Investors May Disagree, But Analysts Worry About BofA
Shareholders were happy to hear Thursday that stronger trading revenues propelled Bank of America (NYSE:BAC) to a better-than-expected 63 percent increase in second-quarter net income. But, closer inspection reveals that there may be a problem hidden below the surface: the bank’s balance sheet was hurt by rising bond yields in the last three-month period.
Bank of America generated a profit of $3.57 billion in the past quarter, but its net worth fell by $6.26 billion because of investment losses. In comparison, both JPMorgan Chase (NYSE:JPM) and Citigroup (NYSE:C) increased their net worth, as measured by book value, which suggests that the second-largest bank in the United States is much more vulnerable to interest rate increases than its rivals.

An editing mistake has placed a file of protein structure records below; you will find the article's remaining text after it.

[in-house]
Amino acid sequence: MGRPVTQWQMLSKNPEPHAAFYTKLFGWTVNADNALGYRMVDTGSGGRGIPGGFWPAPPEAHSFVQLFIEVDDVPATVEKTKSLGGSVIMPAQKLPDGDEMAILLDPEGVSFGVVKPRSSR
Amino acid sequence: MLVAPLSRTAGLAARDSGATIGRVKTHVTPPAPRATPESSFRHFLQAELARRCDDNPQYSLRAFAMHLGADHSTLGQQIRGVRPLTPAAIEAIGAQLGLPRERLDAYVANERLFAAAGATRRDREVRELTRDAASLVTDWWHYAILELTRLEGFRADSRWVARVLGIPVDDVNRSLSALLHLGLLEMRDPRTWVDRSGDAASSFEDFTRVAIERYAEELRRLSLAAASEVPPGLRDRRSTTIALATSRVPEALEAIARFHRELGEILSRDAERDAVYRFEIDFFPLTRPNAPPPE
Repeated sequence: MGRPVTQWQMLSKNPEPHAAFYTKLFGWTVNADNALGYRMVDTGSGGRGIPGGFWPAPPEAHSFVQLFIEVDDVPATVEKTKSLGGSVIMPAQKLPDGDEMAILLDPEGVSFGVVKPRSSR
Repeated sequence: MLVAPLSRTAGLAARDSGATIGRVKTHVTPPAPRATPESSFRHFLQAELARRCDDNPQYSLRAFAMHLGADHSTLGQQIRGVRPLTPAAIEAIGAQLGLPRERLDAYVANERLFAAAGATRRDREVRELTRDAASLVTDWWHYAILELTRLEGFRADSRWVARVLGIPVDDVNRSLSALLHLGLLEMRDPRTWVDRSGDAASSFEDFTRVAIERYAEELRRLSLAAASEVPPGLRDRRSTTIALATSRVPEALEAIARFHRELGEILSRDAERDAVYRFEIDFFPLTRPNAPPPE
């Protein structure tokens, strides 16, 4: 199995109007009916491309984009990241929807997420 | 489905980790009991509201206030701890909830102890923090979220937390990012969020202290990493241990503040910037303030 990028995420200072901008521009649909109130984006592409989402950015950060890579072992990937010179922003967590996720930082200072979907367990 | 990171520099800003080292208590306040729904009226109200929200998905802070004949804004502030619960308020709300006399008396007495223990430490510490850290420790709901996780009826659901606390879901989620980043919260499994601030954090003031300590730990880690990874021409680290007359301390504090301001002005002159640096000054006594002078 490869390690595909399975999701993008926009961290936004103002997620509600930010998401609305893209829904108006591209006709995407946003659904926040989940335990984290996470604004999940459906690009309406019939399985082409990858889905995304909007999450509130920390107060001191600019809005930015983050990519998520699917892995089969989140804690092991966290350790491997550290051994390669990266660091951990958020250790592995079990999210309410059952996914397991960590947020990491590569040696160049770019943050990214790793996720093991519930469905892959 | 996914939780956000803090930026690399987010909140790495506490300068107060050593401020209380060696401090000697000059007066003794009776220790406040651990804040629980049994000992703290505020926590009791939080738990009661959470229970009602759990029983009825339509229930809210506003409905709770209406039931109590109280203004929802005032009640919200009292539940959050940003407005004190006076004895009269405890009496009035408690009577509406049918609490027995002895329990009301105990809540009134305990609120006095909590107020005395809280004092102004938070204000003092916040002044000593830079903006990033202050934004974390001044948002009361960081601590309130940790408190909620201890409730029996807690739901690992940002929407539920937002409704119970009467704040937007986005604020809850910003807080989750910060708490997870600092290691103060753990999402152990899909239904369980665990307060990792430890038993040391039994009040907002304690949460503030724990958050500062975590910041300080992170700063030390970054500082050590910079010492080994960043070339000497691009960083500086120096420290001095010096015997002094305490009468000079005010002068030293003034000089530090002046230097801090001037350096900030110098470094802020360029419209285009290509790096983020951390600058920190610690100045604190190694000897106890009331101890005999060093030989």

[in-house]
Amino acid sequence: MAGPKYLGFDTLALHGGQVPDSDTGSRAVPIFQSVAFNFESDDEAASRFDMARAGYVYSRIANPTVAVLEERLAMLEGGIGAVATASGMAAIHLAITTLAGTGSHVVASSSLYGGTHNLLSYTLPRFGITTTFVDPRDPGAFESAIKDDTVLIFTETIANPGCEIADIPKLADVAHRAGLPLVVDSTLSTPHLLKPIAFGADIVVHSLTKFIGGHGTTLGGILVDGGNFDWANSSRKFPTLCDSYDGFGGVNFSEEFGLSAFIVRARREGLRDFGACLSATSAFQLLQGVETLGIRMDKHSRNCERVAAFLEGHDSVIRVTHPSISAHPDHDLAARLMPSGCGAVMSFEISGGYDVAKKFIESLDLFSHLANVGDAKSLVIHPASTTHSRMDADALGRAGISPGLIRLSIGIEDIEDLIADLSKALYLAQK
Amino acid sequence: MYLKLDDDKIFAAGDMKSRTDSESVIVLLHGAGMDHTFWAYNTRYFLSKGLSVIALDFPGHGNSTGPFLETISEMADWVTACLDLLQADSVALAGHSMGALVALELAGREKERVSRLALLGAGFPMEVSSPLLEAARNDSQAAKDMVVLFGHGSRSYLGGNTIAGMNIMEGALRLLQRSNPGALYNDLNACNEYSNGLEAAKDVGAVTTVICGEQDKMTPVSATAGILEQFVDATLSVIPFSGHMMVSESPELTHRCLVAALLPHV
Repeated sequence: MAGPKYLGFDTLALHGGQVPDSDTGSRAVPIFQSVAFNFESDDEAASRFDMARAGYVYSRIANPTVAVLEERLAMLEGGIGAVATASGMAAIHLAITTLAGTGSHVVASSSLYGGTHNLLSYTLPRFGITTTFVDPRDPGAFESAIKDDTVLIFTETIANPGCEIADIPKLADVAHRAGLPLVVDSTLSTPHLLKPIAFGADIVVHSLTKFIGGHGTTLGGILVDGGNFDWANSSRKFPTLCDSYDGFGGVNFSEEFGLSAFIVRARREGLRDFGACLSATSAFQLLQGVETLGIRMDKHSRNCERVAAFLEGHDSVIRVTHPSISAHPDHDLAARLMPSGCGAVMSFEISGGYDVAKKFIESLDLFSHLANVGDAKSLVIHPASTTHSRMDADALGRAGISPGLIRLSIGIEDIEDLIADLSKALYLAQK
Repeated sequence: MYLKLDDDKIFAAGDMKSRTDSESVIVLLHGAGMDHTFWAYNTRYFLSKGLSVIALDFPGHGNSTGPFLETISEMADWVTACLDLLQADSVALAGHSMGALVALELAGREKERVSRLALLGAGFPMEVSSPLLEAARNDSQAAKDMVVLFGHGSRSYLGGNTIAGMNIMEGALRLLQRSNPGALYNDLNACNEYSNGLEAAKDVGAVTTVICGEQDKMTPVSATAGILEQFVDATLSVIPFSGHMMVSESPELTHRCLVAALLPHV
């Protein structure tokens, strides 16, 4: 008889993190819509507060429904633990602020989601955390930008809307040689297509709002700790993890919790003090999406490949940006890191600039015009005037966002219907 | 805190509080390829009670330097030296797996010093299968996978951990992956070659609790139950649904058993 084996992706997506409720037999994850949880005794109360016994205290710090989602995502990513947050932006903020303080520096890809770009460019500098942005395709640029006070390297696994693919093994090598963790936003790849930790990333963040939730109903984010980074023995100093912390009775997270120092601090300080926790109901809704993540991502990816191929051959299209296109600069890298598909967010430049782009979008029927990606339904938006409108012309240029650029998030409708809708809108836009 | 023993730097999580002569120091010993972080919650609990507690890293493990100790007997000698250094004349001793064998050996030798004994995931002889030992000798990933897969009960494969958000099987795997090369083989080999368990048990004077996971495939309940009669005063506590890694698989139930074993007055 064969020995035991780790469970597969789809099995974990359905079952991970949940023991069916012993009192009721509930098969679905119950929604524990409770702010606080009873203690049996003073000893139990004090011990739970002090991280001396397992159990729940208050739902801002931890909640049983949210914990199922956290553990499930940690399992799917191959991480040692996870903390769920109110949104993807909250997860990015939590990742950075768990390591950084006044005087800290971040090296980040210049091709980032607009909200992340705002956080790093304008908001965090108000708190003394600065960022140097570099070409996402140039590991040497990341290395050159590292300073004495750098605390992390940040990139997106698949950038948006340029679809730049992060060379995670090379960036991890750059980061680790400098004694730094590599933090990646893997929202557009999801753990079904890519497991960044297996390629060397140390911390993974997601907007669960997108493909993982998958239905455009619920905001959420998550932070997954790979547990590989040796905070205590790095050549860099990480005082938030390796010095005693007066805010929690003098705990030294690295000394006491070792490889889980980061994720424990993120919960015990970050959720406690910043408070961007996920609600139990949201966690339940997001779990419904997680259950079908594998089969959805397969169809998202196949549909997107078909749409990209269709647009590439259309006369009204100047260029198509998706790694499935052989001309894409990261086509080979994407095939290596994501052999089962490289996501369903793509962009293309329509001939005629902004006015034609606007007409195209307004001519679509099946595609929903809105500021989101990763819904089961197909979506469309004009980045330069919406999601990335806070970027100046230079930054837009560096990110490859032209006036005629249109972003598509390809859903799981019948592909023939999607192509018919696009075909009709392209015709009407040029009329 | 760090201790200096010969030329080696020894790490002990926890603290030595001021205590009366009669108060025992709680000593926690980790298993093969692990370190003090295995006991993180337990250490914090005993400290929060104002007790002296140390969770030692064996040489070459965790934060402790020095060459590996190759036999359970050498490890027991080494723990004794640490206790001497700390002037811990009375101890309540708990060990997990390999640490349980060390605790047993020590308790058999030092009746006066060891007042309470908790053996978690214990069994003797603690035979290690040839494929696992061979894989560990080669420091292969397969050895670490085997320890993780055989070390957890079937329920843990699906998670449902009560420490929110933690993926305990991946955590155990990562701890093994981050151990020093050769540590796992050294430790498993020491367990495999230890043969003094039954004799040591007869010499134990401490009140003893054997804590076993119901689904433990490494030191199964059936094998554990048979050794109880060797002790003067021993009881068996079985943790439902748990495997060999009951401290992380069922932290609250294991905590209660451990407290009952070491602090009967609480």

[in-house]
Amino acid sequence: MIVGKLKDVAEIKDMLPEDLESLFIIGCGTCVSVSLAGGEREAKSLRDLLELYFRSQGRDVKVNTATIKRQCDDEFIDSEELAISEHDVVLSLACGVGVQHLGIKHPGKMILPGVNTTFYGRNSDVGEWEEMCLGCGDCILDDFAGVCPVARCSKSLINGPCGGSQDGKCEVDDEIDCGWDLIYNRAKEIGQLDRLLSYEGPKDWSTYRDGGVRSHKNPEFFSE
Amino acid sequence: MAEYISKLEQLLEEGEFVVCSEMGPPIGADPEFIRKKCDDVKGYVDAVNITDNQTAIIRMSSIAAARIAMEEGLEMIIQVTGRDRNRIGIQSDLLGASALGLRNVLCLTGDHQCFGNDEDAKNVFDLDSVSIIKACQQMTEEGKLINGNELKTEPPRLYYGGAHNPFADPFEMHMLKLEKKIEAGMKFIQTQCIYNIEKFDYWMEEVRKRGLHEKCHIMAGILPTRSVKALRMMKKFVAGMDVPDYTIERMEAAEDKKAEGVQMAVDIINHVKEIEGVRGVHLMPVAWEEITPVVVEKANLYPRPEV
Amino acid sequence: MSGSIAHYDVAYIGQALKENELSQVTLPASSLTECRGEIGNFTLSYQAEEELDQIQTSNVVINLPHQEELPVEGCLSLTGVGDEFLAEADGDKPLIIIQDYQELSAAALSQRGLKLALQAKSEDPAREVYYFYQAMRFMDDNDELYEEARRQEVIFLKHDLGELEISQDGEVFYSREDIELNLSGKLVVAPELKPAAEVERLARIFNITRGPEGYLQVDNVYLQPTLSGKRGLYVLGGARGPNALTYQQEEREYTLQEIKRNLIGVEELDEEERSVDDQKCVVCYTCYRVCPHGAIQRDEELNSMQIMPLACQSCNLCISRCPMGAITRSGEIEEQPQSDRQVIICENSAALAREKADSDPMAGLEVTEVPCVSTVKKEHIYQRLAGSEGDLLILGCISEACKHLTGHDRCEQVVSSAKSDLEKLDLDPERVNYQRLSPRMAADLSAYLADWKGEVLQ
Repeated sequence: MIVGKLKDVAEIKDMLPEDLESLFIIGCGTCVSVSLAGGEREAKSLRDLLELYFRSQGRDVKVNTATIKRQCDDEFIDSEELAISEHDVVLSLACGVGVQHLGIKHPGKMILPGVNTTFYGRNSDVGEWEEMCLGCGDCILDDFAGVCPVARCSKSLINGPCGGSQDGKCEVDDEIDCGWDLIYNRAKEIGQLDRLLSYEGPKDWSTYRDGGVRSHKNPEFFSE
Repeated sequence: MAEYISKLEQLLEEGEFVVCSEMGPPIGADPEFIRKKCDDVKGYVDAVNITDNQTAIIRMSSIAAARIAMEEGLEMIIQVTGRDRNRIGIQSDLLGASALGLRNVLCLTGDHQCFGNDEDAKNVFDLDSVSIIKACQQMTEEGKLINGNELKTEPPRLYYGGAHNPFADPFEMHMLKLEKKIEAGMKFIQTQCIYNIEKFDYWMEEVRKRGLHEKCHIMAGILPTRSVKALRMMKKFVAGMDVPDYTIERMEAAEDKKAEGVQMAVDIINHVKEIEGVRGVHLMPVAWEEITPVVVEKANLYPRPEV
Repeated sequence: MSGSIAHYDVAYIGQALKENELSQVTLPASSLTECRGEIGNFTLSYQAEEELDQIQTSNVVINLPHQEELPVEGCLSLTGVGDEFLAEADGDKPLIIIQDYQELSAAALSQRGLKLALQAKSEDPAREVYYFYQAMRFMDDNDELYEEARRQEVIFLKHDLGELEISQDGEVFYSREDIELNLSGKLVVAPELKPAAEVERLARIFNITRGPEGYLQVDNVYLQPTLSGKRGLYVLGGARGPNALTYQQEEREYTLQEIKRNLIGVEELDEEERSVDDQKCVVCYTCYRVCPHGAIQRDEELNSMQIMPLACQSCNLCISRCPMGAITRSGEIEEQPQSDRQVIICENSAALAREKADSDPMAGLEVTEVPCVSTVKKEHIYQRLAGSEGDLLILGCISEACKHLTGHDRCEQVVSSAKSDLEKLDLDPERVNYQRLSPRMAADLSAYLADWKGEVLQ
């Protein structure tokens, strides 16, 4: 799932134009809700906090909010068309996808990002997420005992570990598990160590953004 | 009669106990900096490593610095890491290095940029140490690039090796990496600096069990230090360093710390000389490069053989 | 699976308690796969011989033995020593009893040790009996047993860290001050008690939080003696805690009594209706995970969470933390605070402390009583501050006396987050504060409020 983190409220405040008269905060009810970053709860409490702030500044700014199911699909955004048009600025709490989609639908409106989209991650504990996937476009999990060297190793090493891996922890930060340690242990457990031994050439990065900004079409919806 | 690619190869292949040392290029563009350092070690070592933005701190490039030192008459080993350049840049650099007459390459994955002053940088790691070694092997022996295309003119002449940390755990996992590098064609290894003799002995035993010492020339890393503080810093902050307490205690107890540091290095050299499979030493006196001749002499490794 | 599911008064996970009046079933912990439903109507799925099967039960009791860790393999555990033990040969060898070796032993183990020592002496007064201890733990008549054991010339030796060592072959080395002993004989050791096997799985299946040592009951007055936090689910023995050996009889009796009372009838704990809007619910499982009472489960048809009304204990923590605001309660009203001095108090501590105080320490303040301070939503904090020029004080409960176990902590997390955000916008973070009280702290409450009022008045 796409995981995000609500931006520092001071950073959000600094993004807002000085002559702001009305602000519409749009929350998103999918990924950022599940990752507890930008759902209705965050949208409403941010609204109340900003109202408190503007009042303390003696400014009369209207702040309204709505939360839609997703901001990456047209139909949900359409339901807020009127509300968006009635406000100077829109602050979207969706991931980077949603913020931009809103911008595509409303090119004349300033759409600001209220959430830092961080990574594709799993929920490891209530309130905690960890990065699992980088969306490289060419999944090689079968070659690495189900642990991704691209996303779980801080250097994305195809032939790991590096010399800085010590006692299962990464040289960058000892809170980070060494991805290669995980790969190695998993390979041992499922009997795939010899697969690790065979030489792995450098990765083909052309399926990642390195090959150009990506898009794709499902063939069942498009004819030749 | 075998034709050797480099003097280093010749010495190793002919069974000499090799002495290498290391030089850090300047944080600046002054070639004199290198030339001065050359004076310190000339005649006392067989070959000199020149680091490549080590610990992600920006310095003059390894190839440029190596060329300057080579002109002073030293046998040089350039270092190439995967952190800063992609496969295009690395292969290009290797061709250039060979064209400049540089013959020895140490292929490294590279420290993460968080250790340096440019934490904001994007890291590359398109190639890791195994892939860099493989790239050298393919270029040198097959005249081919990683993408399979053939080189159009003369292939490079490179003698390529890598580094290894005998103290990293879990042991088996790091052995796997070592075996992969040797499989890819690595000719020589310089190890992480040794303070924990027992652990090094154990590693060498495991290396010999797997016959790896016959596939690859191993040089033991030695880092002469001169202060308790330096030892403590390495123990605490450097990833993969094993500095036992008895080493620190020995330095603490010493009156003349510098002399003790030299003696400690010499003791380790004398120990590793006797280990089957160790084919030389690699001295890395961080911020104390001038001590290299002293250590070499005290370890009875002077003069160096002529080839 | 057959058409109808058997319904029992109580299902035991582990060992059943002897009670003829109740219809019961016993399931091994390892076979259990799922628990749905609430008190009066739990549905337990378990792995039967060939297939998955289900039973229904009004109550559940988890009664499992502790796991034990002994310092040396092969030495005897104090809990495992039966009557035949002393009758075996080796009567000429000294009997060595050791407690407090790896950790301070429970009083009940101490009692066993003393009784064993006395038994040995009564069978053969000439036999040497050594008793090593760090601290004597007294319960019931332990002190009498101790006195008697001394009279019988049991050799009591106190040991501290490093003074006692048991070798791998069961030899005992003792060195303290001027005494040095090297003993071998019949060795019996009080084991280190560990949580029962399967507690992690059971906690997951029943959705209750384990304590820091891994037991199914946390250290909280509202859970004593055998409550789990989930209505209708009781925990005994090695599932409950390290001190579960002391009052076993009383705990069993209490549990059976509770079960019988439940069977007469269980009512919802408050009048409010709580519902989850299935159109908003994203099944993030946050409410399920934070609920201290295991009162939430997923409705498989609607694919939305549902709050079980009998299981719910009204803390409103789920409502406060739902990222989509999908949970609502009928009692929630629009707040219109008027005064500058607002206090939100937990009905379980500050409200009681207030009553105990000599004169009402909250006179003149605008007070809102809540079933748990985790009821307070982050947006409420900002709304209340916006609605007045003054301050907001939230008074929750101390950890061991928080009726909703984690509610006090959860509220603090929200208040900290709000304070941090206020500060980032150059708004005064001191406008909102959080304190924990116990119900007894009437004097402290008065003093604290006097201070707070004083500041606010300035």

As Reuters reported, the unrealized losses “bode ill” for shareholders looking for Bank of America to increase share buybacks and dividends. The rising bond yields, and later increasing interest rates, will prompt additional losses in the bank’s portfolio, which will likely keep its net worth from growing, and therefore, will make it difficult for the bank’s management to convince regulators that the bank can return more capital to its shareholders.